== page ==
Thursday, October 20, 2011

Curry-Spiced Tomato Bisque

I don't make a lot of soups.  The husband doesn't really like them...unless he's (a) sick or (b) had dental work.  So you guessed it...something is up.  The husband just had dental surgery and was wanting something soft, yet tasty, to eat.  I had some tomatoes that needed to be used and I thought I'd give good ol' tomato soup a try.

I looked at traditional tomato soup recipes (most of which are either Paleo or could easily be made Paleo) as well as the versions by Everyday Paleo and Nom Nom Paleo to come up with my version.  It's not easy competing with pure genius, but I think this version is pretty good.  Two thumbs up from both the husband and non-Paleo mom.  Mmm, mmm, good...all without the nasty stuff you find in canned soups.

Need protein?  I topped my soup with leftover ground beef.  The husband had eggs.  I might also suggest a crisp salad.

  • 14 smallish tomatoes (mine were just bigger than golf balls)
  • 3 cloves garlic, peeled
  • appropriate fat (ghee, coconut oil, tallow, lard, etc.)
  • 1 onion
  • 1 tsp curry powder*
  • 1/8 tsp fresh grated ginger
  • 1/2 cup coconut milk

  1. Preheat broiler to about 450 degrees.
  2. Place tomatoes and garlic on a broiler sheet and broil until blistered.  Turn occasionally so that the other sides get broiled as well.
  3. Meanwhile, heat fat in a pan.  While heating, peel and then roughly chop onions.  Cook until they are softened and brown.
  4. Pull out food processor (or blender, etc.).  Pulse together tomatoes (including juice), garlic, onion, curry powder, ginger, and coconut milk.  Taste.  Adjust seasonings as necessary.  Pulse again until smooth.  If you like a thinner soup, add more coconut milk or some chicken broth.  
  5. Quickly heat to desired warmness.  Enjoy:)
*  Curry
  • 2 parts turmeric powder
  • 2 parts paprika powder
  • 1 part salt
  • 1 part chili powder (adjust up or down for more or less heat)
  • 1 part cayenne powder (adjust up or down for more or less heat)
  • 1 part coriander powder

Thursday, October 13, 2011

Meatloaf, Baby

I know.  Another meatloaf recipe.  Really.  Just call this Paleo Meatloaf Recipe #1001.  But, hey, we all need one, right?  Right.  

Actually, my meatloaf tweak came from two simple facts:  (i) I didn't have any tomato paste (and my go-to meatloaf recipe used to be this one by the genius over at Everyday Paleo); and (ii) I had it in my mind that I wanted to use pork rinds instead of almond flour (not really sure why...but I like pork rinds better than almond flour now that I've tried both).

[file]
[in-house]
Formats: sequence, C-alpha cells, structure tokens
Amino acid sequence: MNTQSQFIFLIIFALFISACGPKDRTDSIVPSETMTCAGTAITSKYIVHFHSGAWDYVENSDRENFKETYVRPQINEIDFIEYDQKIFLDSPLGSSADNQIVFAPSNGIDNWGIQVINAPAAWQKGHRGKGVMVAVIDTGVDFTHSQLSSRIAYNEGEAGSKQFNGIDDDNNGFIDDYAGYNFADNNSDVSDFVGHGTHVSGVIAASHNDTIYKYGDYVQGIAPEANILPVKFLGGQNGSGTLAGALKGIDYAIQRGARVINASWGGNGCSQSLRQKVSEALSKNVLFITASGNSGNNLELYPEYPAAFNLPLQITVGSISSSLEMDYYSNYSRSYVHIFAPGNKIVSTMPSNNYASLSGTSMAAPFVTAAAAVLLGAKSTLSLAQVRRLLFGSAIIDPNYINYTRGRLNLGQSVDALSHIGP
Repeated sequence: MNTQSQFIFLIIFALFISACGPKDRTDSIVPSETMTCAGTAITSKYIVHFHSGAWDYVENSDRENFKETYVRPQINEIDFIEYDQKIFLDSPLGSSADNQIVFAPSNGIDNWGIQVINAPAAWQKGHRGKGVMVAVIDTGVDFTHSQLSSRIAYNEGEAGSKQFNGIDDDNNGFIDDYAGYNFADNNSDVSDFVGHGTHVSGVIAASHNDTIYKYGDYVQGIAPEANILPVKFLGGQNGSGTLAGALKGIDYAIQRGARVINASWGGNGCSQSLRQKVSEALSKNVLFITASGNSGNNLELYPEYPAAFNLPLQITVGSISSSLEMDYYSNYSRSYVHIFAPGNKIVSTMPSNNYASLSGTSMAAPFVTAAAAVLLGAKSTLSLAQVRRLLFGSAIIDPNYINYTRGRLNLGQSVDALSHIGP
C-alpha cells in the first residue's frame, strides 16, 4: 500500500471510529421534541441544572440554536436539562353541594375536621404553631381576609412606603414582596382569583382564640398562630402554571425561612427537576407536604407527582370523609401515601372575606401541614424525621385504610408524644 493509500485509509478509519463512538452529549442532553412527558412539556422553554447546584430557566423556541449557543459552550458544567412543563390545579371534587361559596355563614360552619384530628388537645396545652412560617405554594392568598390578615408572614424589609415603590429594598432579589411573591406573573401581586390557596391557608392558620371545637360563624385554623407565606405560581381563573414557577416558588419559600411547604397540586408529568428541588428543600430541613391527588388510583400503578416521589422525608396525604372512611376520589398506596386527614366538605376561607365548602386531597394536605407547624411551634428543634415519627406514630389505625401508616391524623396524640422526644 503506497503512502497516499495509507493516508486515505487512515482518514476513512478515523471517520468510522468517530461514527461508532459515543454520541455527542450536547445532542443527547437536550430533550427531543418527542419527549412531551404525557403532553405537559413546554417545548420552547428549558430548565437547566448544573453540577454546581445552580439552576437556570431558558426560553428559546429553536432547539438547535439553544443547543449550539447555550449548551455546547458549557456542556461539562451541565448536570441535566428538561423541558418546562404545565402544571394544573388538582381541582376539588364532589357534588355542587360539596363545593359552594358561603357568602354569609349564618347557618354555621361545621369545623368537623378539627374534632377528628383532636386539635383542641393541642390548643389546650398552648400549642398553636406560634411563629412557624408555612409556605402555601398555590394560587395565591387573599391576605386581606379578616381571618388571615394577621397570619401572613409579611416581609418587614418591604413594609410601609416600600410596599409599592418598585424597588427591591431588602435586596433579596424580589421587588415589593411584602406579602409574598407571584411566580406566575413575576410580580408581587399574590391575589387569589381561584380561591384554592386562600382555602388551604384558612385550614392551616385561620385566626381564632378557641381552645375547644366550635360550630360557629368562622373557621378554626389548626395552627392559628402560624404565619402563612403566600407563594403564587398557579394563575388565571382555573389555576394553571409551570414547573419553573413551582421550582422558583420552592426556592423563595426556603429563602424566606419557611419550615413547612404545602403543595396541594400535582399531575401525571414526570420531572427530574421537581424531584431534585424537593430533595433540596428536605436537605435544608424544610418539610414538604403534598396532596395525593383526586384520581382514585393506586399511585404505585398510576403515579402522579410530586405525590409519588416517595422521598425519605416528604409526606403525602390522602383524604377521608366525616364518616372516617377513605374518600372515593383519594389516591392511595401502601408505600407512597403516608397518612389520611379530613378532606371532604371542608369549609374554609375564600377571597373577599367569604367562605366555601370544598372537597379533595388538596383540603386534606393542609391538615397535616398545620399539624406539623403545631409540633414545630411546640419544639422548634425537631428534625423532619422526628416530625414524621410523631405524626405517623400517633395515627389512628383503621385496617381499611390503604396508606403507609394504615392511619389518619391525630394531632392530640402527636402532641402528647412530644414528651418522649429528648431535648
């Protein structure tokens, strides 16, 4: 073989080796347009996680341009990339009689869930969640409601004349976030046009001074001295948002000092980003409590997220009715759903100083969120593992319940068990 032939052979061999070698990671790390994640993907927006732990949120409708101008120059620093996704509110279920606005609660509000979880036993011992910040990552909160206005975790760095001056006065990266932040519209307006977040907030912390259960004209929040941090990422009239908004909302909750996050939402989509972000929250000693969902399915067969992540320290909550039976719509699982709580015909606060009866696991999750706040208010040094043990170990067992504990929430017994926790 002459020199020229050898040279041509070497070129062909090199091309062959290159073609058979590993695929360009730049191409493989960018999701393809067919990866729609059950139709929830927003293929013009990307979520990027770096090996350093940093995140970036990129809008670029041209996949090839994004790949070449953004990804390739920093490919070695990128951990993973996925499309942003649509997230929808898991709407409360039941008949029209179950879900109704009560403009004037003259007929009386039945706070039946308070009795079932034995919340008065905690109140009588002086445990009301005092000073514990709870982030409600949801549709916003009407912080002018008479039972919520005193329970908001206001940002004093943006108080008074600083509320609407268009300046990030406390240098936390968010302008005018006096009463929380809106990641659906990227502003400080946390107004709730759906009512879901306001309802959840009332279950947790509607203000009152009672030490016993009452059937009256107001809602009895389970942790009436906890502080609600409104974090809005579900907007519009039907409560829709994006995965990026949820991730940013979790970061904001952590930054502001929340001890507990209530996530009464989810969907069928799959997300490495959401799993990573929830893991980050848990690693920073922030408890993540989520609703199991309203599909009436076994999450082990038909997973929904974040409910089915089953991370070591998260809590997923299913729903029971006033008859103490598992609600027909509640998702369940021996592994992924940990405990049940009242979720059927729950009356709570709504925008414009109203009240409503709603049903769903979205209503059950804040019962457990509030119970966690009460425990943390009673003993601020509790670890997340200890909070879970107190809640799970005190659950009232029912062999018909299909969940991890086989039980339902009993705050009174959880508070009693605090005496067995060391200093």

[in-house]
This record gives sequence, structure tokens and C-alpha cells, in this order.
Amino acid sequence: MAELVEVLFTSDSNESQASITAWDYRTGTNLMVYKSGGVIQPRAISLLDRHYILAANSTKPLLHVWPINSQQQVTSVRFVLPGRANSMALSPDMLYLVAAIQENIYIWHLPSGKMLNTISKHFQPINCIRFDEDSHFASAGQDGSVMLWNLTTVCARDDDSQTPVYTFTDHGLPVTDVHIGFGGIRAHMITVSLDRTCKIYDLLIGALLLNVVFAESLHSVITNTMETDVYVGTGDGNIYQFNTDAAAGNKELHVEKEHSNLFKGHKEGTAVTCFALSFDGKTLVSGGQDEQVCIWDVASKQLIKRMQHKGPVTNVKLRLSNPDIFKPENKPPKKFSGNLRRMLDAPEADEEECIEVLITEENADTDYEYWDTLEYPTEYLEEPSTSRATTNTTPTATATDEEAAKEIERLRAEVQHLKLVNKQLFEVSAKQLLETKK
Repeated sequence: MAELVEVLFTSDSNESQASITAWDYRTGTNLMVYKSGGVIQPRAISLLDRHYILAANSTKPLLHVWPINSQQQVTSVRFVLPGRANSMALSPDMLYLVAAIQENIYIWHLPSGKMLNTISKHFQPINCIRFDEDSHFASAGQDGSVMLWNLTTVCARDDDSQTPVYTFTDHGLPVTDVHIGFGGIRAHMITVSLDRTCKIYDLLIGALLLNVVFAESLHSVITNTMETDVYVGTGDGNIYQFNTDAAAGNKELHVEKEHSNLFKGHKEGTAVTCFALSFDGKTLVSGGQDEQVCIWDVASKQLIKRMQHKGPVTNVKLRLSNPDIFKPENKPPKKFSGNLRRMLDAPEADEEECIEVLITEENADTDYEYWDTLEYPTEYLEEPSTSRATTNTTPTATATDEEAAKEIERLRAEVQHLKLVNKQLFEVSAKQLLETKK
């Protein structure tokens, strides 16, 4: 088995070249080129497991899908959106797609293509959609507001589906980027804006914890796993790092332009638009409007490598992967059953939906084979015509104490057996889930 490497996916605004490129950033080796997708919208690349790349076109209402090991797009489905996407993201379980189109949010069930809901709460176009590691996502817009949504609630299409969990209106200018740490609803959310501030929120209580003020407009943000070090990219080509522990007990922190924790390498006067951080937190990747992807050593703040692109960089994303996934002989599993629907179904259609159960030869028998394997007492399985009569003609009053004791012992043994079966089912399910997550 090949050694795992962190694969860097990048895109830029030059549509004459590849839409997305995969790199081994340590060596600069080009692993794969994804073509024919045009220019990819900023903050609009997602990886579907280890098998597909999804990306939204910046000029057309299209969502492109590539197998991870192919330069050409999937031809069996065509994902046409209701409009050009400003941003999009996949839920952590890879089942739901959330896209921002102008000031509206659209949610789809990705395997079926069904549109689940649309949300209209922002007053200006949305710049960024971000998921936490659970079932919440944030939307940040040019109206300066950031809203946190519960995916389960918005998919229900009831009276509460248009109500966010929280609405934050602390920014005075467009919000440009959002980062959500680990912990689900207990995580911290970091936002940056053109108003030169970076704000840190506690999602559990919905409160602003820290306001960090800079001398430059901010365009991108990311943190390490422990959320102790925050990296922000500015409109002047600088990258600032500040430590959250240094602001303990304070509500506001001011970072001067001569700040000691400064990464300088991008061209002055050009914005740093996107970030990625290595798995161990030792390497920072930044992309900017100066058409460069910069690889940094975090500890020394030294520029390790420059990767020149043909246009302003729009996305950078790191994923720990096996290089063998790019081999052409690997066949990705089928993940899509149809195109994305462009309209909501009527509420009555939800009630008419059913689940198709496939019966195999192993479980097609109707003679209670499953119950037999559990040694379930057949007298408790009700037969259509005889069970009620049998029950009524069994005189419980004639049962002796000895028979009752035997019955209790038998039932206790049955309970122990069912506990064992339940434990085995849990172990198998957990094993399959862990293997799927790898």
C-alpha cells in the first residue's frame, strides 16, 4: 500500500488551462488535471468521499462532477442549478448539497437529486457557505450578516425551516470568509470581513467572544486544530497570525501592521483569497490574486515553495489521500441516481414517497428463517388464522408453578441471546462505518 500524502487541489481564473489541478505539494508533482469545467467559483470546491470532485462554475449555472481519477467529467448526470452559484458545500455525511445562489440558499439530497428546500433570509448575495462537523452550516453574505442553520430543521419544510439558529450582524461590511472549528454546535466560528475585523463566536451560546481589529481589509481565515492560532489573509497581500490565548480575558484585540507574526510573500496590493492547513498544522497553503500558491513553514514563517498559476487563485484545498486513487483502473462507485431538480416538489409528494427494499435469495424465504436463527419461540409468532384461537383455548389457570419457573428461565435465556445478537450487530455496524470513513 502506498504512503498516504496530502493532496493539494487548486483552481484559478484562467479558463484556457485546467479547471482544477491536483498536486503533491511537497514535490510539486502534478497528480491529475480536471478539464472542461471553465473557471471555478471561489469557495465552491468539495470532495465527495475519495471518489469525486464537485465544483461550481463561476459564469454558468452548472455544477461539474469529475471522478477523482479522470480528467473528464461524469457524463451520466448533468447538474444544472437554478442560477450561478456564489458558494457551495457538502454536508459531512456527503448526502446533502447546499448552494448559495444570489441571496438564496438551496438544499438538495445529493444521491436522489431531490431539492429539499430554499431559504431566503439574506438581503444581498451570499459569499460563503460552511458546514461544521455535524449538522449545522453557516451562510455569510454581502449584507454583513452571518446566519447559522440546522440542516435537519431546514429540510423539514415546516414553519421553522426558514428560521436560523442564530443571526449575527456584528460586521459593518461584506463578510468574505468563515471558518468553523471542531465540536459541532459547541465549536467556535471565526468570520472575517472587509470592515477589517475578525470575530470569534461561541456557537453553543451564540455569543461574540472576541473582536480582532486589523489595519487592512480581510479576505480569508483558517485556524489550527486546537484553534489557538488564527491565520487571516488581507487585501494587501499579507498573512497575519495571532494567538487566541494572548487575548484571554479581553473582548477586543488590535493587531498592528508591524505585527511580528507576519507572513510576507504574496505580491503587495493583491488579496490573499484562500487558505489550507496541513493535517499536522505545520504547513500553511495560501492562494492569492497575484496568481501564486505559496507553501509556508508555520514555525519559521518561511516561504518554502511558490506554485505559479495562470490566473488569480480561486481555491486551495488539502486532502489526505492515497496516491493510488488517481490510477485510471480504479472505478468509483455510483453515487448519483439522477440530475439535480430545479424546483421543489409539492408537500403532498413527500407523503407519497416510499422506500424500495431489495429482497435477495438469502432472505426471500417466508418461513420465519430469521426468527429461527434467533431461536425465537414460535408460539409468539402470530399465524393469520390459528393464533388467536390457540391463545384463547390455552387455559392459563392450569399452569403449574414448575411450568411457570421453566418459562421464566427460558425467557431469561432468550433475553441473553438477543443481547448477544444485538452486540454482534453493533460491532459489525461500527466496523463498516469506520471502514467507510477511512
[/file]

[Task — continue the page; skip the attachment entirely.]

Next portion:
Now, I'm not one who generally understands why certain ingredients are added to a recipe.  Eggs - they are binder; that makes sense.  I wasn't quite certain about the tomato paste.  I was guessing it both added thickness to the mixture and a slightly sweet taste (because in non-Paleo recipes you often see ketchup as an ingredient).  I decided that I would first caramelize some onions (sweetness) and then blend with spices to form a paste (thickener).

Surprisingly, this came out good.  Even non-Paleo mom really liked it.  Hope you do as well.  Enjoy.
  • Fat (ghee, coconut oil, etc.)
  • 1 large yellow onion
  • 2-3 cloves garlic, peeled
  • 1 tsp salt
  • 1/2-1 tsp cayenne powder
  • 1 tsp paprika powder 
  • 2 lb ground beef (or any combo of ground meat you like)
  • 2 eggs
  • 1 cup crushed pork rinds (or, you can sub almond flour)
  1. Preheat your oven to 350 F.
  2. Heat a pan over medium heat.  Meanwhile, peel and then chop your onion (you don't really need a fine dice unless you have great knife skills -- you are ultimately going to puree this in the blender or food processor).  
  3. Add your fat to the pan (I used ghee).  You don't need a lot - just enough to keep things from sticking (and maybe add a little flavor:)).  Add onions.
  4. Cook onions until they are caramelized.  Be patient - this takes awhile.  Your onions are going to be brown, really brown.
  5. Break out your food processor or blender.  Add onions, garlic, and spices.  Blend until you have a nice thick paste.  You don't need to add water or other liquid -- you want this to be fairly thick.
  6. In a good-sized bowl, combine meat, eggs, pork rinds, and onion paste.  Use your hands (really - this is the best way to get everything combined!) and mix everything really good.